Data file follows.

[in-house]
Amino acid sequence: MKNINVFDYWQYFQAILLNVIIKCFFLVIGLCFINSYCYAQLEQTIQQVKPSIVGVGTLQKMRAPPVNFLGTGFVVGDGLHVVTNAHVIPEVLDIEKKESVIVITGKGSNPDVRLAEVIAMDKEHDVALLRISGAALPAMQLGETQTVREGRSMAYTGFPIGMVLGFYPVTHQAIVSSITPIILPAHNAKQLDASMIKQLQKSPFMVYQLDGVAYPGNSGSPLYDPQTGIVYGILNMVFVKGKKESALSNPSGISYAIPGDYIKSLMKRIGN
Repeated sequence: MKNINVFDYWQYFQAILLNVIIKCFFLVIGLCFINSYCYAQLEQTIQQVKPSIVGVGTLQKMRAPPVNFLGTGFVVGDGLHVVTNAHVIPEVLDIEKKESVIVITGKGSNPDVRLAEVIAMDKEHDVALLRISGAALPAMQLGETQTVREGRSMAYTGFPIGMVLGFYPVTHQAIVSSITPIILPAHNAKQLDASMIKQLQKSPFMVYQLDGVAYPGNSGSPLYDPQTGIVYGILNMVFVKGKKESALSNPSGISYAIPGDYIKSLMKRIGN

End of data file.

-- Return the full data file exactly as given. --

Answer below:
[in-house]
Amino acid sequence: MKNINVFDYWQYFQAILLNVIIKCFFLVIGLCFINSYCYAQLEQTIQQVKPSIVGVGTLQKMRAPPVNFLGTGFVVGDGLHVVTNAHVIPEVLDIEKKESVIVITGKGSNPDVRLAEVIAMDKEHDVALLRISGAALPAMQLGETQTVREGRSMAYTGFPIGMVLGFYPVTHQAIVSSITPIILPAHNAKQLDASMIKQLQKSPFMVYQLDGVAYPGNSGSPLYDPQTGIVYGILNMVFVKGKKESALSNPSGISYAIPGDYIKSLMKRIGN
Repeated sequence: MKNINVFDYWQYFQAILLNVIIKCFFLVIGLCFINSYCYAQLEQTIQQVKPSIVGVGTLQKMRAPPVNFLGTGFVVGDGLHVVTNAHVIPEVLDIEKKESVIVITGKGSNPDVRLAEVIAMDKEHDVALLRISGAALPAMQLGETQTVREGRSMAYTGFPIGMVLGFYPVTHQAIVSSITPIILPAHNAKQLDASMIKQLQKSPFMVYQLDGVAYPGNSGSPLYDPQTGIVYGILNMVFVKGKKESALSNPSGISYAIPGDYIKSLMKRIGN